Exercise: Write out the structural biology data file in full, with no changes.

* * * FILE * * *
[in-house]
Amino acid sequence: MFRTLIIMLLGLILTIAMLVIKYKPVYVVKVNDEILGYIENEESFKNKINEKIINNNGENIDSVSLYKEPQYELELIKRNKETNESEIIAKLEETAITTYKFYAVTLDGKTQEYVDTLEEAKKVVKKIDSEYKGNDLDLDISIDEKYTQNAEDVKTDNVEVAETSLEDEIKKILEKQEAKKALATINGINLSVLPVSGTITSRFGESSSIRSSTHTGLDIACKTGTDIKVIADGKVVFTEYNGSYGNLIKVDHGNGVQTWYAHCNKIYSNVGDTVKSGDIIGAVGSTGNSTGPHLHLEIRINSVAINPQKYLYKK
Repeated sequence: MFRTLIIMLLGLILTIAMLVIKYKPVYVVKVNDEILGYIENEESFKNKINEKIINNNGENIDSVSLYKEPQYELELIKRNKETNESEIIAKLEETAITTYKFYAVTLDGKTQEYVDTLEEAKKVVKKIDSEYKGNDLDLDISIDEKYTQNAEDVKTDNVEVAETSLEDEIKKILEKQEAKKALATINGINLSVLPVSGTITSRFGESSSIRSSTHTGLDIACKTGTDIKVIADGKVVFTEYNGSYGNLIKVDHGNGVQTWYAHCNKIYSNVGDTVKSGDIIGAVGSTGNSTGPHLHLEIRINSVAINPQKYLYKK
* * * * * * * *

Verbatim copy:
[in-house]
Amino acid sequence: MFRTLIIMLLGLILTIAMLVIKYKPVYVVKVNDEILGYIENEESFKNKINEKIINNNGENIDSVSLYKEPQYELELIKRNKETNESEIIAKLEETAITTYKFYAVTLDGKTQEYVDTLEEAKKVVKKIDSEYKGNDLDLDISIDEKYTQNAEDVKTDNVEVAETSLEDEIKKILEKQEAKKALATINGINLSVLPVSGTITSRFGESSSIRSSTHTGLDIACKTGTDIKVIADGKVVFTEYNGSYGNLIKVDHGNGVQTWYAHCNKIYSNVGDTVKSGDIIGAVGSTGNSTGPHLHLEIRINSVAINPQKYLYKK
Repeated sequence: MFRTLIIMLLGLILTIAMLVIKYKPVYVVKVNDEILGYIENEESFKNKINEKIINNNGENIDSVSLYKEPQYELELIKRNKETNESEIIAKLEETAITTYKFYAVTLDGKTQEYVDTLEEAKKVVKKIDSEYKGNDLDLDISIDEKYTQNAEDVKTDNVEVAETSLEDEIKKILEKQEAKKALATINGINLSVLPVSGTITSRFGESSSIRSSTHTGLDIACKTGTDIKVIADGKVVFTEYNGSYGNLIKVDHGNGVQTWYAHCNKIYSNVGDTVKSGDIIGAVGSTGNSTGPHLHLEIRINSVAINPQKYLYKK